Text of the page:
Comics artist and illustrator Peter Kuper has been chronicling life in New York City for over 30 years. His new book, “Drawn to New York,” captures this. Today marks its U.S. debut exclusively as an e-book, published by Bemis Balkind.
“Drawn to New York” depicts a climb to the top of the Brooklyn Bridge; homelessness in Times Square; roller skaters in Central Park; the impact of 9/11; Wall St.; street musicians and an array of moments unique to the Big Apple. Through comics, illustrations and sketchbook drawings, Kuper delivers everything from the low life to the high energy that has long made New York the most exciting city in the world.
I recently asked him about his motivation for and execution of “Drawn.”
What is different about this book from your many others? The impact of spending two years living in Oaxaca, Mexico got me using my sketchbook drawings as a way of seeing a place.For the three years since I returned, I have been sketching more than ever in New York. Mexico injected more color and caused me to seeing the city anew, but the book is really a collage of all of my experiences over the years living here.
The comics can tell a story, the sketchbook captures moments and is influenced by the smells and the sounds as I draw and there is also illustrations and paintings that are yet another component. Also, the art is back-lit, one of the pluses to an e-book!
There is a special noir quality about this. Are we to imply a hopelessness about your character? I am always aiming for the light, but seem to find the dark corners more interesting and compelling.Drawing keeps me from feeling hopeless. The comics and illustration I did after 9/11 were a life raft– creation in the face of destruction. I’m also glad I captured that history on paper as it fades. The whole book is a document of many things I experienced in New York over 34 years that have changed and in some cases come back around to repeat.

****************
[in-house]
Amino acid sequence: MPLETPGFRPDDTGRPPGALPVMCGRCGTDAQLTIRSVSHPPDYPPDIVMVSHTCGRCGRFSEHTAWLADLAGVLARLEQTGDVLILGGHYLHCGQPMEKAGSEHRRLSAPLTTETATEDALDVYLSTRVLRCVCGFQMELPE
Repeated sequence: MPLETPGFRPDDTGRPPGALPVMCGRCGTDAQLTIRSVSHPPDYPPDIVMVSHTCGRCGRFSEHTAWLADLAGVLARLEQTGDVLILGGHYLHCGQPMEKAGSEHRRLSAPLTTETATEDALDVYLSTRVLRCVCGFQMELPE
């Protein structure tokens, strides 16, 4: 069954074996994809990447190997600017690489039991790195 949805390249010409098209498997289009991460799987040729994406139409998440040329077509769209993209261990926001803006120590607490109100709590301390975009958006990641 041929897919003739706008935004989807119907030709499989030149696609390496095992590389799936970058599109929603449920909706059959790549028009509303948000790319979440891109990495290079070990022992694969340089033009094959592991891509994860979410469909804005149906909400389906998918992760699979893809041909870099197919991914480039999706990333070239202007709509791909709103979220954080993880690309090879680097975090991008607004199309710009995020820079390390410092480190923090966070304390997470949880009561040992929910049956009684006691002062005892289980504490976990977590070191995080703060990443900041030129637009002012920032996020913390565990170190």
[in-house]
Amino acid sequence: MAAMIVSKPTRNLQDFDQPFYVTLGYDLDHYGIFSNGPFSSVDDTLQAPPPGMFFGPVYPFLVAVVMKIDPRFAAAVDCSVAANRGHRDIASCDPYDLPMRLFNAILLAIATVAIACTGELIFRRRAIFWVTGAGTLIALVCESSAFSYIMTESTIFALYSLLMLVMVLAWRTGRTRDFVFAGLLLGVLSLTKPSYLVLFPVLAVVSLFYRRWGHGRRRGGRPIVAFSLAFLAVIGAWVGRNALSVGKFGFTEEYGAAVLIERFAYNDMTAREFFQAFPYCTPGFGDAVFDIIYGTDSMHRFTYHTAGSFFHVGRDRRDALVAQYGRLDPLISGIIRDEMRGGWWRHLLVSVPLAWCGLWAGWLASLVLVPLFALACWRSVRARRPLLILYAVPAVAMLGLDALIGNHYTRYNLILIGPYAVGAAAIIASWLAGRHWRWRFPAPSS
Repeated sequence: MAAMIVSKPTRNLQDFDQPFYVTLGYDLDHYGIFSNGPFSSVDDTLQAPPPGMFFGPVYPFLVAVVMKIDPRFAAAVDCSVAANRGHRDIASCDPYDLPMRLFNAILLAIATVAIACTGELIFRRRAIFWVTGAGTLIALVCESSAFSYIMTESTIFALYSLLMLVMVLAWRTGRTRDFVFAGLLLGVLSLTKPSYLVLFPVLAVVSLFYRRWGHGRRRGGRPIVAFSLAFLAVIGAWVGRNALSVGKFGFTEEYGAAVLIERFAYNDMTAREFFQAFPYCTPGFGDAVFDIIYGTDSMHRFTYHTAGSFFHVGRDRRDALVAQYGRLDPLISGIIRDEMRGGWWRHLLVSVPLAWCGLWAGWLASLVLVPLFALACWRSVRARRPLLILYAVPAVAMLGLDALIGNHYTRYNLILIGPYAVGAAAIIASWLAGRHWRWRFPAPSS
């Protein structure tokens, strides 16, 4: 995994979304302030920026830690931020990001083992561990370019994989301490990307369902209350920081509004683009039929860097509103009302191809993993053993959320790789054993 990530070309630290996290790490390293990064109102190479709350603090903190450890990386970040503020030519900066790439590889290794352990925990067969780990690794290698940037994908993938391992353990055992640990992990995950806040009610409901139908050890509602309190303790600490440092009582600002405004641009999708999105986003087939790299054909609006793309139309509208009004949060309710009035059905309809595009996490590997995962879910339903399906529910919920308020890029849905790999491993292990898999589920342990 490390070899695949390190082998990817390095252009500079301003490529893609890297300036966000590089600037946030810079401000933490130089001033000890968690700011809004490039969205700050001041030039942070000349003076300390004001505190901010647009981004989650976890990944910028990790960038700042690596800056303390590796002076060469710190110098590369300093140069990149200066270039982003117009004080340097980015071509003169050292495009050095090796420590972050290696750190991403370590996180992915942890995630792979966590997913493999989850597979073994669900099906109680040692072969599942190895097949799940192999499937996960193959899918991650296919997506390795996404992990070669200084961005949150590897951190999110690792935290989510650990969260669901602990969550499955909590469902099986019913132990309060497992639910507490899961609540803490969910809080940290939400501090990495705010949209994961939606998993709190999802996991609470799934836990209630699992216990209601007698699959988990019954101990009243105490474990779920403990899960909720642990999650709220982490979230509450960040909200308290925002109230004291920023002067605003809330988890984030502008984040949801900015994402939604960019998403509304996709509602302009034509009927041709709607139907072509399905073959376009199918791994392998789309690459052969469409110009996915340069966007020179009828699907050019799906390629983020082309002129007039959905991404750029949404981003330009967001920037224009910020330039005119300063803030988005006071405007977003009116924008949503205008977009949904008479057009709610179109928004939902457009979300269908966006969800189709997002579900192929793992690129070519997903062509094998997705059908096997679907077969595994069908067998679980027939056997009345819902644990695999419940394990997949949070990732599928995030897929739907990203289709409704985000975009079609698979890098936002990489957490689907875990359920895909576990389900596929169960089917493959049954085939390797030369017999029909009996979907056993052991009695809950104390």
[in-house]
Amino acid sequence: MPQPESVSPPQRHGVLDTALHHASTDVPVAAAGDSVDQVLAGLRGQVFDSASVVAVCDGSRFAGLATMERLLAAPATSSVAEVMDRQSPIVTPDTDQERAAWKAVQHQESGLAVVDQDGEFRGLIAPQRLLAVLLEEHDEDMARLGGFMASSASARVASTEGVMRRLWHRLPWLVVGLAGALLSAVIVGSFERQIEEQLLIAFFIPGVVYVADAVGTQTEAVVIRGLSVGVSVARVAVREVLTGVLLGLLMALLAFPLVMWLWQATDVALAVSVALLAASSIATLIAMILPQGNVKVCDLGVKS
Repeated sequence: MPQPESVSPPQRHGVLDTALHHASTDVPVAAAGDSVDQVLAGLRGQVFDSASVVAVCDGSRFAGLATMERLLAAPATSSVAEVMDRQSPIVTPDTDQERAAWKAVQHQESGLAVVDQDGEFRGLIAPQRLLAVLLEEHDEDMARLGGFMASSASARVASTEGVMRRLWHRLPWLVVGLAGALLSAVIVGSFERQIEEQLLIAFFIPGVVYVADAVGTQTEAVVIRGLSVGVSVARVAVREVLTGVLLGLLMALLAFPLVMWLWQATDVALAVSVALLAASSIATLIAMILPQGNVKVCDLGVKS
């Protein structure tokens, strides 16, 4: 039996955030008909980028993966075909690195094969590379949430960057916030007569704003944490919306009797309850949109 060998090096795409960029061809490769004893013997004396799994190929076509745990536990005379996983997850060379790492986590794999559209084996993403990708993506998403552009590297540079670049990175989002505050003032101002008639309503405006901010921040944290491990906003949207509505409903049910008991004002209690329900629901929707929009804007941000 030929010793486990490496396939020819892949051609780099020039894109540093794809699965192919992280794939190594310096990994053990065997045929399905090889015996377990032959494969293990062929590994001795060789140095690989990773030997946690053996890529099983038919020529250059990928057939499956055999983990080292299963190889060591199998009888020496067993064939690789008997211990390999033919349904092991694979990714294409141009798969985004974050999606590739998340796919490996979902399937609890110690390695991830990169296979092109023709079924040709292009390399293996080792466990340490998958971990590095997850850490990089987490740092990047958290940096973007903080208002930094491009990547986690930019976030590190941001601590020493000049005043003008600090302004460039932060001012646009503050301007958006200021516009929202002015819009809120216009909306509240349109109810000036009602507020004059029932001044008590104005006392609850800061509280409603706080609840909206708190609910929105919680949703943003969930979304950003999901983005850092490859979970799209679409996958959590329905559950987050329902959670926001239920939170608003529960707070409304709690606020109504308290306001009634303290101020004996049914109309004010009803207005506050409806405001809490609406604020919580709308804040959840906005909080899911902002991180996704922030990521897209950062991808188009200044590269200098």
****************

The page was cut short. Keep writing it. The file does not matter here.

Your approach involves many media. Why not a traditional comic? I want to tell a lot of different stories about my time in New York and it seems appropriate to change styles to describe the city since it is a pastiche of so many different influences. I also get bored working in a single form. New York is all about change which is one of the reasons I love living here. It’s like perpetually traveling and my work reflects that.
This is exclusively an e-book. Why this form and format? It has something to do with the economy after the crash of 2008 and the impact that had on publishers. To do the 200 page four-color print book is more difficult these days in the US. Though I am old school and don’t ever intend to give up on print. (The book has come out in a Spanish language hardcover edition and is also coming out in France next fall.) I am also very interested in exploring new media as they arrive. Though I will always miss the tactile aspect of a book, I have to admit seeing the art on an iPad, it never looked better.